John Henry Hill to William Still, March 18, 1854

    Source citation
    William Still, The Underground Rail Road (Philadelphia: Porter & Coates, 1872), 196-197.
    Date Certainty
    Zak Rosenberg
    Transcription date

    The following text is presented here in complete form, as it originally appeared in print. Spelling and other typographical errors have been preserved as in the original.

    TORONTO, March 18th, 1864.

    MY DEAR STILL:-Yours of the 15th Reached on the 11th, found myself and family very well, and not to delay no time in replying to you, as there was an article in your letter which article Roused me very much when I read it; that was you praying to me to be cautious how I write down South. Be so kind as to tell me in your next letter whether you have at any time apprehended any danger in my letters however, in those bond southward; if there have been, allow me to beg ten thousand pardon before God and man, for I am not design to throw any obstacle in the way of those whom I left in South, but to aide them in every possible way. I have done as you Requested, that to warn the friends of the dager of writing South. I have told all you said in yours that Mr. Minkins would be in your city very soon, and you would see what you could do for me, do you mean or do speak in reference to my dear uncle. I am hopes that you will use every ifford to get him from the position in which he now stand. I know how be feels at this time, for I have felt the same when I was a runway. I was bereft of all participation with my family for nearly nine months, and now that poor fellow are place in same position. Oh God help I pray, what a pitty it is that I cannot do him no good, but I sincerely hope that you will not get fatigued at doing good in such cases, nay, I think other wises of you, however, I Say no more on this subject at present, but leave it for you to judge.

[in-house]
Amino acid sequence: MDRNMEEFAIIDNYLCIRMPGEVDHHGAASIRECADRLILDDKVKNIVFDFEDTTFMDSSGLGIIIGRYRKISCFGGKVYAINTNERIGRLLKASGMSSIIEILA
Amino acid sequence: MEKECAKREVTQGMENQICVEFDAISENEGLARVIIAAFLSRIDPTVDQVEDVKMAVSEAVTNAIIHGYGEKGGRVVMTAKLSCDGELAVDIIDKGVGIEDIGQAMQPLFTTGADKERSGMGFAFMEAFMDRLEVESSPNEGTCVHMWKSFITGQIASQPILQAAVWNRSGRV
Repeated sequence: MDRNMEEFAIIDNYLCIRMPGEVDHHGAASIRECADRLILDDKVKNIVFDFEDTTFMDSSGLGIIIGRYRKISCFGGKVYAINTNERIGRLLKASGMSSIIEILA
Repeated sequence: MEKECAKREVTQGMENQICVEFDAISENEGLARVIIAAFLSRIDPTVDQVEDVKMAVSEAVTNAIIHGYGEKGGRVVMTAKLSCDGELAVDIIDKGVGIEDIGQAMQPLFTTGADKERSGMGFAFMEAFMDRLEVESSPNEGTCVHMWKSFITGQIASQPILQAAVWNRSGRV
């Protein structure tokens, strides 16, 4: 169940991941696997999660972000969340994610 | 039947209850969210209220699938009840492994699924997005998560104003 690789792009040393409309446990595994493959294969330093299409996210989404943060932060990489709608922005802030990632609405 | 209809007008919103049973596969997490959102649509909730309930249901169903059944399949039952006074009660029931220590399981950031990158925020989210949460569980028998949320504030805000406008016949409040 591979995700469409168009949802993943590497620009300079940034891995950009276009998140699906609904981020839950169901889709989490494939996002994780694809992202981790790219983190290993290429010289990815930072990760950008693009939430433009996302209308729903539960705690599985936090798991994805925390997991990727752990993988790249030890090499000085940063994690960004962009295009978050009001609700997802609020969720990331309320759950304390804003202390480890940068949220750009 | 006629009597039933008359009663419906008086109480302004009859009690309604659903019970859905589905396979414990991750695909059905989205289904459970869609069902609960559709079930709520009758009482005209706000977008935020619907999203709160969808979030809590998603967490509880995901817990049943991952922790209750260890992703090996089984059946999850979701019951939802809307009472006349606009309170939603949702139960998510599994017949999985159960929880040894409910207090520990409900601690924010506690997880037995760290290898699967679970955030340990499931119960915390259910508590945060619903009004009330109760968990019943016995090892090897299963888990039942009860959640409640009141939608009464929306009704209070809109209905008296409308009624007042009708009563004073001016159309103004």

On the 13th inst. you made Some Remarks concerning friend Forman's wife, I am Satisfied that you will do all you can for her Release from Slavery, but as you said you feels for them, so do I, and Mr. Foreman comes to me very often to know if I have heard anything from you concerning his wife, they all comes to for the same.

    God Save the Queen. All my letters Southward have passed through your hands with an exception of one.


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